Images of British Lichens
Lecidella elaeochroma (Ach.) M.Choisy
Thallus a grey-white to pale-grey-green, cracked crust, usually without soredia but occasionally (f. soralifera) with small, yellow-green, spot-like soralia; apothecia small, black, concave to convex, when young with well-defined margins. An early colonist of smooth-barked trees, widespread and often very common. The thallus tests orange with sodium hypochlorite (bleach), distinguishing it from Amandinia punctata (page pending), Buellia disciformis and a few other, similar species.
Refs: Smith et al. (2009), 522; Purvis et al. (1992), 338; Dobson (2005), 239 (photo); Dobson (2011), 243 (photo); Fox et al. (2003), plate 7 (photo); Whelan (2011), 107 (photo); van Haluwyn et al. (2009), 198-9 (photo); van Herk & Aptroot (2004), 228-9 (photo); Wirth (1995), 1: 522, 525 (photo); Wirth et al. (2004), 282 (photo); Frahm et al. (2010), 54-55 (photo); Moberg & Holmåson (1984), 127 (photo); Valcárcel et al. (2003), 226-7 (photo); Thomson (1997), 396-7 (photo).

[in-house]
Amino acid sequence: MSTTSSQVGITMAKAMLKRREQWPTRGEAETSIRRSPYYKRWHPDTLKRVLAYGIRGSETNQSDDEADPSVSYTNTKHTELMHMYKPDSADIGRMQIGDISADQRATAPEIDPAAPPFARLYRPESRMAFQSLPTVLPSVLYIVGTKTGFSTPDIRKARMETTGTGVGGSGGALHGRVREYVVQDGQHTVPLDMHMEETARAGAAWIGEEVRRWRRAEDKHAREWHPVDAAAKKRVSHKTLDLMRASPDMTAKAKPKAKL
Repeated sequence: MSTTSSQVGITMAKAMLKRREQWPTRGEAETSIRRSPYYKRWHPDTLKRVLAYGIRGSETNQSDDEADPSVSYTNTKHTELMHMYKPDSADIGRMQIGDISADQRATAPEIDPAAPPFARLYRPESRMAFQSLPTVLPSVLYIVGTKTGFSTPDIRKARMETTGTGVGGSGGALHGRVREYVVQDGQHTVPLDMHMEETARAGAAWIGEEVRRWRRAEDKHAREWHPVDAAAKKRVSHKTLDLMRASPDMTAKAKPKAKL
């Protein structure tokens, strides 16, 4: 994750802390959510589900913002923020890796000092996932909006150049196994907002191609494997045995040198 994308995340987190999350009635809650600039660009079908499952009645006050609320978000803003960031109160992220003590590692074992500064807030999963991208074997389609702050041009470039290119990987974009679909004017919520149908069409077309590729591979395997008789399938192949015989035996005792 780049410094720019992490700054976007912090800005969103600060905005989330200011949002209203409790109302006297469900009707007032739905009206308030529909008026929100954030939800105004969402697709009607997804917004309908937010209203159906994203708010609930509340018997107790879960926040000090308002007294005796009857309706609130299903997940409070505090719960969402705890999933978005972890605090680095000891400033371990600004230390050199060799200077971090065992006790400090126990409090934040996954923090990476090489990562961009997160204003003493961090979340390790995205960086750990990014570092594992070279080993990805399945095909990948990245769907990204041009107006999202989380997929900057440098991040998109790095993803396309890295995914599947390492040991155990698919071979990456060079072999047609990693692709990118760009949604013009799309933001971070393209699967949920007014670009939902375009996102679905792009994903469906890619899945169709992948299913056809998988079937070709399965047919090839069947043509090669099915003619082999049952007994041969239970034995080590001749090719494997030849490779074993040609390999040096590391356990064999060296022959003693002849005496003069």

Lecidella is part of the very large 'Lecidea group' of lichens – crustose species with dark or black apothecia that lack distinct 'thalline' margins, though they will usually have differentiated 'proper' margins the same colour as the disk. Microscopic examination of mature apothecia (and sadly they are often not mature) is usually necessary even to be sure of the genus, and field identification of all but a few distinctive species is risky. Dobson (2011), pp. 236-7, gives an invaluable analysis of the component genera.
|On Ash (Fraxinus excelsior), Chatelherault, Lanarkshire, March 2008, slightly vandalised!|
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Uploaded March 2011, last updated May 2013